Harbor seal off the marina wharf in Mill Bay. They were playing all along the coast, some far out and diving with dramatic tail slaps. At Mill Bay we heard the tail slaps, saw loons and a kingfisher and then a bald eagle zoomed close overhead, all in about five minutes. DG stopped mentioning the seals to the locals because it marked him as a greenhorn.
Cow Bay, a touristified, single-street, old village on the coast, organic foods, organic baked goods, and one store that sold liquor and tools.
This is the so-called butter church on Comiaken Hill in the Cowichan Reserve, Cowichan Bay in the background to the right. Abandoned, it was the first church in the area, an ancient-looking chapel, on a hill that feels lonely, mysterious and sacred, empty grass field to the left where people were once buried, though most of the markers are down, one lone oak tree, low mountains all around except in the direction of the bay. Also a place of ill-memory because of treaties signed nearby in the 1850s. The church was built in 1870 with the help of natives who were paid with money earned from the sale of butter. Apparently.
St. Anne’s Church, just down the road from the butter church. Back in Victoria we had run into an ancient beekeeper who said his great- or great-great-grandfather was Chief George Tzouhalem of the Cowichan band. An Irishman who fought with Pickett at Gettysburg apparently came up the coast and married the chief’s 15-year-old daughter — this was the beekeeper’s line. He said to drive up to this place because old chief Tzouhalem is buried here and his grand-daughter bought a pink granite plinth and had it raised over the grave. We walked all through this sombre place and finally, yes, did discover the plinth, raised by the grand-daughter Ettie George, just as the beekeeper had said. He had known Ettie and had stories.
Christianity is dissipating perhaps. The crosses all over the graveyard were mostly temporary markers. Occasionally, there was something more indicative of a different way of being. Later, I got to talk to a man who makes the grave markers, a social role passed down through his family, and he said the crosses are just places to put names now, not signs of belief. Alarming number of fresh graves in every native graveyard, signs of hard lives, poverty and the depression that goes with being a dispossessed and colonized people.
Okay, the referendum is today. A brief memoir: I have Scottish blood, McCall and McInnes. On the McCall side, there was a Scottish soldier who fought with Wolfe at Quebec and then came west along the Lake Erie shore during Pontiac’s Rebellion. He was demobilized in New Jersey, but left the United States after the Revolution and ended up in what became known as the Long Point Settlement in what is now southwestern Ontario. On the McInnes side, there was a fatherless boy, taken up by Sir Walter Scott, educated and sent on the Grand Tour, who then inherited slaves and a tapioca plantation in Curaçao. Later he became the youngest slave owner indemnified by the British government for giving up his slaves. He took the money, moved also to southwestern Ontario, and never worked again. The two families eventually intermarried and my great-great-grandfather Daniel McCall ran a store in St Williams, Ontario, on the Erie shore. At some point, someone in the family cut this illustration from the London Illustrated News, framed it, and hung it in the outhouse (posh outhouse). Later, my grandmother, who grew up with it, took the illustration to live with her. Now it lives with me, hangs above my desk. So now you know which way I’d vote. On the other hand, these things always have a way of disappointing romantics, so I can’t bear to watch the news today.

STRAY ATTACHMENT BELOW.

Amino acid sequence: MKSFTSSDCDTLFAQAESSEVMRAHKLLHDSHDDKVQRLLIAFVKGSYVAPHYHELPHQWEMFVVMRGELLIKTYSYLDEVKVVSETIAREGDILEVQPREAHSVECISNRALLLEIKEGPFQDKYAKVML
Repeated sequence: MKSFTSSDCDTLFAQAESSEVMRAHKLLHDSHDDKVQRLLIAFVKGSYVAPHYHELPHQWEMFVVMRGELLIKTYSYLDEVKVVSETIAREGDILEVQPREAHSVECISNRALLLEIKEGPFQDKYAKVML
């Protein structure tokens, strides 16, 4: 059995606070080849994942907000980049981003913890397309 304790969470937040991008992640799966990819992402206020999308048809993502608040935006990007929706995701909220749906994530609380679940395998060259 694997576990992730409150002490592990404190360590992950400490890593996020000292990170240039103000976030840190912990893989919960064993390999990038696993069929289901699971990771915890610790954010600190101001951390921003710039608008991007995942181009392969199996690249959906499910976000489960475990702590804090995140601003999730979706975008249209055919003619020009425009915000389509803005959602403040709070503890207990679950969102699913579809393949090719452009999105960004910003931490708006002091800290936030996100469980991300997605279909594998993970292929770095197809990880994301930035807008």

DG and Lucy were just on the farm in Ontario, you know, for a brief visit, a drug intervention with his mother, a fight with a young gun investment advisor trying to get his hands on his mother’s cash, a movie with Jonah (we went to see the latest Planet of the Apes extravaganza; very funny since he is moving to San Francisco in the fall and dg would keep saying, See, there’s your BART station and there’s your apartment without a roof), flea bombing the tenant house, and dinner with a dear old friend who had a heart attack a month ago and was put in an induced coma and quick frozen, apparently, with no ill effects. (The part about the drug intervention is a joke. Do I have to tell you everything?)
He found a treasure trove of old negatives and discovered that you can make pictures from old out-size negatives by using a laptop screen as a light box and taking a picture of the negative. Then he used photo software to invert the negative to a black and white photo. You should be impressed with his ingenuity.
The nearest town is Waterford, where dg went to high school, about two miles from the farm.
Here’s one of the town appliance stores. What’s interesting is that this used to be a movie theater. You can tell by the shape of the building. DG saw his first ever movie here, a documentary about Queen Elizabeth’s coronation. The fact that this was the first movie he ever saw and that it is burned into his memory tells you a lot about what is wrong with him.